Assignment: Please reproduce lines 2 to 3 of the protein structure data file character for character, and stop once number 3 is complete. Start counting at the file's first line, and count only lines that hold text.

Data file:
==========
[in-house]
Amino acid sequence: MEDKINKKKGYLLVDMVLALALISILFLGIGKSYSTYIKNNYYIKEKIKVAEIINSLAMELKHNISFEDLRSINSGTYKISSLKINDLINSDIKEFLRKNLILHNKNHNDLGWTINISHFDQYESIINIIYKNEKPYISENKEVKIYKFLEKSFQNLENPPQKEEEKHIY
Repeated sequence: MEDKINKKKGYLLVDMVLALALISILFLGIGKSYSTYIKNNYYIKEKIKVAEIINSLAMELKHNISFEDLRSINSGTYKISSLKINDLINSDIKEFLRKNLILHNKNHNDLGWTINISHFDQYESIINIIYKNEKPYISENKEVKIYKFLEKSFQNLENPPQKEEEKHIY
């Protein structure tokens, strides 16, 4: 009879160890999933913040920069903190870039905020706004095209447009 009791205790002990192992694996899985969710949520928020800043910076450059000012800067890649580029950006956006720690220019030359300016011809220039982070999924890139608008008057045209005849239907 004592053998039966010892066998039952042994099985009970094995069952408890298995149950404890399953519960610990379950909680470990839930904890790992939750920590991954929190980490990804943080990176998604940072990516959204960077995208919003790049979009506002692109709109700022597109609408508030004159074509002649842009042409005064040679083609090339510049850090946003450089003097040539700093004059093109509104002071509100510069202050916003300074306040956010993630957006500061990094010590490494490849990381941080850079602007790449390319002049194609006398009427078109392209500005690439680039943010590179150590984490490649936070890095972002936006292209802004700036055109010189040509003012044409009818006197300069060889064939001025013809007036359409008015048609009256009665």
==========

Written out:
Amino acid sequence: MEDKINKKKGYLLVDMVLALALISILFLGIGKSYSTYIKNNYYIKEKIKVAEIINSLAMELKHNISFEDLRSINSGTYKISSLKINDLINSDIKEFLRKNLILHNKNHNDLGWTINISHFDQYESIINIIYKNEKPYISENKEVKIYKFLEKSFQNLENPPQKEEEKHIY
Repeated sequence: MEDKINKKKGYLLVDMVLALALISILFLGIGKSYSTYIKNNYYIKEKIKVAEIINSLAMELKHNISFEDLRSINSGTYKISSLKINDLINSDIKEFLRKNLILHNKNHNDLGWTINISHFDQYESIINIIYKNEKPYISENKEVKIYKFLEKSFQNLENPPQKEEEKHIY